11 Must-Have Content Types for Your WebAssign Course

The best WebAssign content types you should use
Reading Time: 6 minutes

We often hear from faculty that you want more questions, more variety and more opportunities to provide innovative content formats to engage students. However, did you know that new questions, resources and content types are added to WebAssign every semester? In fact, a large portion of WebAssign questions go unused. Why is that? One reason could be that many instructors copy their course each semester using the same assignment. They may not know that new questions are available or where to find them.

That’s what we’re here for. Our experts compiled the best WebAssign content types and resources for each course that we think you should use this semester. Learn more about how to incorporate them into your course and how they can improve student learning.


1.  Getting Started Questions (All Titles)

Objective: Student Support

Learning a new digital platform and teaching your students how to use it can be a serious time commitment. Which is why you should accept a little help. All courses have access to Getting Started questions packaged into introductory assignments in your Course Packs to introduce students to the features and resources they’ll encounter in WebAssign. Your students will get a step-by-step walkthrough of how to complete graphing, multiple-choice and other types of questions. Plus, they’re personalized to your course content to be most effective for your students.


2. Expanded Problems (Calculus and Applied Calculus)

Objectives: Problem-Solving, Conceptual Understanding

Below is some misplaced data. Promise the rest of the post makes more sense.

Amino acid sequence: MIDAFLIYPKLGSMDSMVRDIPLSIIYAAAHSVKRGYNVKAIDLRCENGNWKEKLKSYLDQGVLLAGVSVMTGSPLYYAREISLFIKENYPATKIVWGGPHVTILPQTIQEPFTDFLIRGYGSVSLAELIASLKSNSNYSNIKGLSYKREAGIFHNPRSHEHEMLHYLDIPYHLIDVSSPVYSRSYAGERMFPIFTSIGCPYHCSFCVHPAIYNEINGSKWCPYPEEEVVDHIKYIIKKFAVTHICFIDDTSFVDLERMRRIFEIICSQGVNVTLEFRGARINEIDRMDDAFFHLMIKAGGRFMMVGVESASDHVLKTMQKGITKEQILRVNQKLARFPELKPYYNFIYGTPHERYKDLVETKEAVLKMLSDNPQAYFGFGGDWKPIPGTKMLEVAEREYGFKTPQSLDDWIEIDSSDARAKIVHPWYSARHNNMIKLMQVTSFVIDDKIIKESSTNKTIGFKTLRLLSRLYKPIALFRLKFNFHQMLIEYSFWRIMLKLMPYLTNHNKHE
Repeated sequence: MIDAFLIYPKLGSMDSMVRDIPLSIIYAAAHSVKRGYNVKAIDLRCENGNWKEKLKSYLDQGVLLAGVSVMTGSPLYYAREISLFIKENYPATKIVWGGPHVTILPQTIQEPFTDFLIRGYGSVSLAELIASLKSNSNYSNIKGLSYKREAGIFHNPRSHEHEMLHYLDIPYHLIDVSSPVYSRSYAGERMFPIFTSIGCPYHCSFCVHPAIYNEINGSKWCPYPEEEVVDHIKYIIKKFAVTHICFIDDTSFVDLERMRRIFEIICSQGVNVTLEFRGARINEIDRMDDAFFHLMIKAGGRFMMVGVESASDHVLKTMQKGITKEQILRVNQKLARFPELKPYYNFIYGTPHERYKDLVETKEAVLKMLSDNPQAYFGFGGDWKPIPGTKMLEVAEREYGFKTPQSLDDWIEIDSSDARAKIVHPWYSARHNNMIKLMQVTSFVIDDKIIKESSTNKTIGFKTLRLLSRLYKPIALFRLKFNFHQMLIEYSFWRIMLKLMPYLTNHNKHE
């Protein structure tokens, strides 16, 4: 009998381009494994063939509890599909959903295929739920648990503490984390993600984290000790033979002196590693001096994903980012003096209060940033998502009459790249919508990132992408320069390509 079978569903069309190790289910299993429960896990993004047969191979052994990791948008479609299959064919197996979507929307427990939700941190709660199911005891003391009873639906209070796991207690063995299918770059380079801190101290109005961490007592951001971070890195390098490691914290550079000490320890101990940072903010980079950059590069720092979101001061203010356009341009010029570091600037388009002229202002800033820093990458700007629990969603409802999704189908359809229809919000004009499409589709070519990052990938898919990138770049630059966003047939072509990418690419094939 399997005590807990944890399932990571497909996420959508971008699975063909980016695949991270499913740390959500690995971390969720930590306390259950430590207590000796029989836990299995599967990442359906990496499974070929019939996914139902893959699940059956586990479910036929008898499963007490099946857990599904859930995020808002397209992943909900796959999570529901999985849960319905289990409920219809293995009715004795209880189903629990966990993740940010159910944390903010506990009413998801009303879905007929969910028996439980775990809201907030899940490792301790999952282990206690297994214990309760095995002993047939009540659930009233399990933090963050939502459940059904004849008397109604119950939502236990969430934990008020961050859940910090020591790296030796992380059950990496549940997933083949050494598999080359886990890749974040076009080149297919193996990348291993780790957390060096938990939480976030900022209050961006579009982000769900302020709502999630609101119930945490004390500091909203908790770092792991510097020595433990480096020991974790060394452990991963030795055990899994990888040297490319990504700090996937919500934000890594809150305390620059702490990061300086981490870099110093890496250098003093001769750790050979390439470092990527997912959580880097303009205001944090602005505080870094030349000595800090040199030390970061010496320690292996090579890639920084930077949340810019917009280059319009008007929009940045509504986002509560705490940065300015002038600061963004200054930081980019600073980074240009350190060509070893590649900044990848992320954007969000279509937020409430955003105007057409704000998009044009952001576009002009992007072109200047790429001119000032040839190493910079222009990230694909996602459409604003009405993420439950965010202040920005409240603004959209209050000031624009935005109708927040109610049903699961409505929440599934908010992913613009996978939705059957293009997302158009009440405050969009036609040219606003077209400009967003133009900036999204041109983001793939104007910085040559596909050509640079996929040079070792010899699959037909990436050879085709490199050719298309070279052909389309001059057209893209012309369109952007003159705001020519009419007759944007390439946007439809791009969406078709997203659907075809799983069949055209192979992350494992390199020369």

Example of Expanded Problem module in WebAssign

Help students demonstrate their work and better understand their thinking by assigning Expanded Problems (EPs) in your course. EPs require students to show answers to each step necessary to complete the problem so you can pinpoint where students are struggling. They’re useful questions to include in homework or a quiz to ensure students understand the concepts presented.

Expanded Problems are available for: Tan, Harshbarger and Larson titles in Applied Calculus, the 9th editions of Stewart/Clegg/Watson’s Calculus and Calculus: Early Transcendentals. EPs are coming soon to Larson Precalculus titles.


3. Proof Problems (Calculus)

Objectives: Proof Development, Problem-Solving, Conceptual Understanding

Writing proofs helps students show their reasoning skills and construct logical arguments, a critical skill in STEM fields. However, proofs can be challenging to write and grade. To make this process easier, new assignable and automatically graded proof problems in WebAssign enable you to build student confidence and understand proof development in an online environment. Students develop an understanding of the entire process of writing proofs as they get practice and immediate feedback.

Proof problems are available in the 9th editions of Stewart/Clegg/Watson’s Calculus and Calculus: Early Transcendentals as well as Epp’s Discrete Mathematics with Applications, 5e and Poole’s Linear Algebra: A Modern Introduction, 4e.


4. Learn Its (Developmental Math and Corequisite Courses)

Objectives: Independent Learning, Targeted Practice, Student Confidence

Example of Learn It module in WebAssign